6. A strand produced according to the method of claim 1.

7. A strand produced according to the method of claim 2.

8. A strand produced according to the method of claim 3.

9. A strand produced according to the method of claim 4.

- 10. A strand produced according to the method of claim 5.

References Cited in the file of this patent UNITED STATES PATENTS

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US2446119 *Jul 27, 1944Jul 27, 1948Owens Corning Fiberglass CorpGlass fiber reinforced plastics
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US2970140 *Aug 9, 1957Jan 31, 1961American Maize Prod CoProcess for preparing amino ethers of starch
Referenced by
Citing PatentFiling datePublication dateApplicantTitle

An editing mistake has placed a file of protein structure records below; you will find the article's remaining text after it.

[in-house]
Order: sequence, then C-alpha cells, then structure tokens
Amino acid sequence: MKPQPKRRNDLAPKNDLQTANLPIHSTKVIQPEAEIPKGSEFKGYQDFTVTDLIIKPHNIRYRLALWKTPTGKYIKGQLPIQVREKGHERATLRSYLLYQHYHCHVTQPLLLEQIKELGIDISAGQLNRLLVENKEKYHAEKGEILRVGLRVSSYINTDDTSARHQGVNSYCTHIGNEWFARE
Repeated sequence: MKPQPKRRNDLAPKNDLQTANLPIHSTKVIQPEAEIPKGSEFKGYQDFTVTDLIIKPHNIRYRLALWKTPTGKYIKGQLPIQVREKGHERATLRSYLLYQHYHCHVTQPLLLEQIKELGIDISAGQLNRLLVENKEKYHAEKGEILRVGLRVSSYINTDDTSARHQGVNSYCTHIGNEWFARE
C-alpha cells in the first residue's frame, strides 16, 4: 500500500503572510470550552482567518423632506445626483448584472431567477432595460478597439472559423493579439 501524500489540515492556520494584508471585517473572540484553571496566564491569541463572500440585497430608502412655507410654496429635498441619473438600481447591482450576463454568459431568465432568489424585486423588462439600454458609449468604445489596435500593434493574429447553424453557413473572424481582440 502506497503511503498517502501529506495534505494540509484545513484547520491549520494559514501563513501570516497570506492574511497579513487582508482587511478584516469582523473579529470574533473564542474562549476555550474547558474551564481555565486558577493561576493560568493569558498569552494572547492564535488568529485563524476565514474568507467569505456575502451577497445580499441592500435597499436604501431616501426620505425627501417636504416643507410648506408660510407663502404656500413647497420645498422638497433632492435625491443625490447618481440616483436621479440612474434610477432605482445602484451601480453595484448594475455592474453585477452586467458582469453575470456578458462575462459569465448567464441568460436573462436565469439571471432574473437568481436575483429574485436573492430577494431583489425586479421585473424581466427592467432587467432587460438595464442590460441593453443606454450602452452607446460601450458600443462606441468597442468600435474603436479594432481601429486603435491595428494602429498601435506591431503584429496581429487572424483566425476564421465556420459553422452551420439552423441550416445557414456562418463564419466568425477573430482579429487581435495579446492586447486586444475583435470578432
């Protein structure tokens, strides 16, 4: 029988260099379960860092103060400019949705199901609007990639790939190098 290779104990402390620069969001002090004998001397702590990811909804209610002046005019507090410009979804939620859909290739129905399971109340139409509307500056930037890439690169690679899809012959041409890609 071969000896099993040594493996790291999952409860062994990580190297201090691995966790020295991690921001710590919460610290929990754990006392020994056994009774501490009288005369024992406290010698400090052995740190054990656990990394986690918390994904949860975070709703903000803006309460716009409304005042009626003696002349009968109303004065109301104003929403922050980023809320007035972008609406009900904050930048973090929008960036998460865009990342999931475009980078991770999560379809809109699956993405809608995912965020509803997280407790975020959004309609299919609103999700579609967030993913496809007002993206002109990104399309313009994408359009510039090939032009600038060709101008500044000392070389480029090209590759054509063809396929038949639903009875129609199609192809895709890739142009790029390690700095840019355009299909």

US3459585 *Dec 5, 1966Aug 5, 1969Ppg Industries IncNovel reaction product and use thereof as a glass fiber size
US3512232 *Nov 23, 1966May 19, 1970Deering Milliken Res CorpProcess for preparing twistless yarns
US3615311 *Nov 12, 1969Oct 26, 1971Owens Corning Fiberglass CorpStarch coated fibers having improved drying characteristics
US3887752 *Jun 21, 1973Jun 3, 1975Hubinger CoTextile treatment with amphoteric starch esters
US3971871 *Apr 30, 1975Jul 27, 1976Owens-Corning Fiberglas CorporationTexturizing size and glass fibers coated with same
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Classifications
U.S. Classification428/378, 428/392, 156/336, 156/328, 156/296, 28/178, 427/389.7, 428/532, 156/169, 536/45, 427/178, 156/167
International ClassificationC03C25/32, C03C25/24, D06M15/01, D06M15/11
Cooperative ClassificationC03C25/321, D06M15/11
European ClassificationC03C25/32B, D06M15/11